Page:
So much more than one hour of music a week
November 14, 2017
Wynnum West mum Sarah Heron has been bringing her daughter Bailey to Boppin’ Babies since Term 4 in 2016 when Bailey was just four months old. She also brings along her dad Stuart, who has Alzheimer’s disease, for the family to share special time together.
In this blog Sarah shares her beautiful story with us. The Courier-Mail also covered Sarah’s story on Friday 24 November.
While I was on maternity leave last year I was looking for something to do with my baby Bailey.
She was only four months old and Boppin’ Babies was the only program that I could find that took children from when they were babies.
I was drawn to Boppin’ Babies as my family has always been very musical. My mum and dad played together in a band all through my childhood, while my brothers all played instruments as well.
So I came along for a Boppin’ Babies trial and Miss Kate was just awesome!
Bailey and I have been coming to Wynnum Boppin Babies ever since and to this day she looooves her music time. She is a little groover and likes to have a dance.
Given how musical they are I brought mum and dad along one or twice, and dad loved it so much he just kept coming. Dad now comes to music every week.
Dad (Bailey’s Pa) was diagnosed with Alzheimer’s disease three years ago and has really started to deteriorate over the past 12 months. His short term memory is non-existent, he can’t remember what he has done that day, and he struggles to speak and find his words.
But each Friday when he comes to music I see his eyes light up and it takes him back to the days he used to play saxophone, clarinet and flute in bands himself.
Boppin’ Babies means so much more to our family than one hour of music a week.
It is time I can spend with my beautiful daughter and my dad. It’s our “special time”. I will look back on these days with very fond memories.
I just wanted to say a big thanks and send huuuuuge love to Miss Kate.
Kate is amazing with the kids and Boppin’ Babies should be so proud to have staff like her.
Miss Vicky explains some of the science that is going on during this generational music making time.
I am not surprised Sarah was drawn to Boppin’ Babies, being from a musical background, as ours is a unique program that focuses on families making music together.
All our music is played live and our group leaders respond in the moment to the children and in this case, to Bailey and her Pa. We can bring in repertoire and musical styles that are appropriate for both of them.
Music provides a way for Sarah and her family to link to their musical past and share in the moment in ways that focus on Pa’s strengths, rather than his deficits.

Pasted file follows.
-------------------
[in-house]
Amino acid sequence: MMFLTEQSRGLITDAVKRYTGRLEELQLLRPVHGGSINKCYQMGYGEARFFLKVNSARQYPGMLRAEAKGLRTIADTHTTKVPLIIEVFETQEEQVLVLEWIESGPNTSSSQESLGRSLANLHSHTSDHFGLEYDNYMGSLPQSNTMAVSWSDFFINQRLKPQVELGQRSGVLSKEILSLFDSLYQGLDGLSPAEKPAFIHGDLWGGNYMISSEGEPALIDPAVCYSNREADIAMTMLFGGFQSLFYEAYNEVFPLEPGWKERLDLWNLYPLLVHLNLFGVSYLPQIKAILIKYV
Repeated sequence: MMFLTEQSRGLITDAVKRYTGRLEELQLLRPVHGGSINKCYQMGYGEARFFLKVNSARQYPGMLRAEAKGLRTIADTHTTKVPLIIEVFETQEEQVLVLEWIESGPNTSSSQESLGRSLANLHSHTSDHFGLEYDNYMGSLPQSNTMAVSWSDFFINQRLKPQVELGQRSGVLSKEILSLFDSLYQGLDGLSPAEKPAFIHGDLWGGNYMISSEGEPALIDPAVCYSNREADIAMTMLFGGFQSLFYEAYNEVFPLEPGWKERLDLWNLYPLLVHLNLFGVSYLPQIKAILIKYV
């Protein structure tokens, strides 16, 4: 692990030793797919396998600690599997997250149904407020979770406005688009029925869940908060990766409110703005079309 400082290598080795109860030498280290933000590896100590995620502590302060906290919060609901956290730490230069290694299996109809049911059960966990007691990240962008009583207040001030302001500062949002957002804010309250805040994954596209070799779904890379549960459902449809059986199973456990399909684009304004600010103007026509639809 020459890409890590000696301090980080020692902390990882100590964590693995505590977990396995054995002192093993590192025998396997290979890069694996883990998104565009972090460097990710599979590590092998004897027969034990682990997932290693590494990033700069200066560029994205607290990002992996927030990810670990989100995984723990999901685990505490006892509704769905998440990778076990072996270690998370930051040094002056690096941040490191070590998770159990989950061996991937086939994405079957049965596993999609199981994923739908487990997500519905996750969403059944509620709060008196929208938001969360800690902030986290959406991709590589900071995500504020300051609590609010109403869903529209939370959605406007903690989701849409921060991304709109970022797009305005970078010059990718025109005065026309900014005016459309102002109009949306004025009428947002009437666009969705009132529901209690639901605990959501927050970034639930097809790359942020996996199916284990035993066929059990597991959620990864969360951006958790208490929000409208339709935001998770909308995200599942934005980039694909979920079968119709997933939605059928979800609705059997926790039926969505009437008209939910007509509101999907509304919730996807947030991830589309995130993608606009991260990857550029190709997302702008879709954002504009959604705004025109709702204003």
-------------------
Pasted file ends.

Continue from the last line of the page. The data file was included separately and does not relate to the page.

Short term memory is one of the first things affected in people with dementia, including Alzheimer’s disease.
For people with dementia, music is a really powerful tool that we can use to help trigger memory and recall.
Research shows that “music awakens a part of the brain not impacted by dementia” and that it “evokes responses, such as singing and movement” and can provide “precious moments of connection” with loved ones.
Music provides a window to the past by stimulating long term memories, which means we can use music to encourage memory recall.
Music can also stimulate the body to move in ways the body remembers but the brain may not, such as dancing or playing an instrument that has been honed over many years of rehearsing.
Moving to music helps increase overall wellbeing, as does singing, and both of these increase endorphin release in the brain which helps us feel better.
Each Friday, Bailey and her Pa get to spend special time together where they share in the joy of making music together.
They can share meaningful moments without words or the need for short term memory processing.
For Bailey’s Pa, music provides a bridge to his past that has not been affected by his dementia. He has a lifelong love of music so his long term memories as well as muscle memory (from playing instruments) would be intact and stimulated.
Music time gives Sarah memories that she will cherish for the rest of her life, while nurturing her relationship with Bailey.
For Bailey it is laying a lifelong foundation to continue with her family’s tradition of making music together. Through sharing songs with her family she is learning about her world, her surroundings and her emotions.
And most importantly, Sarah, Bailey and her Pa get to express their love for each other where words are not required.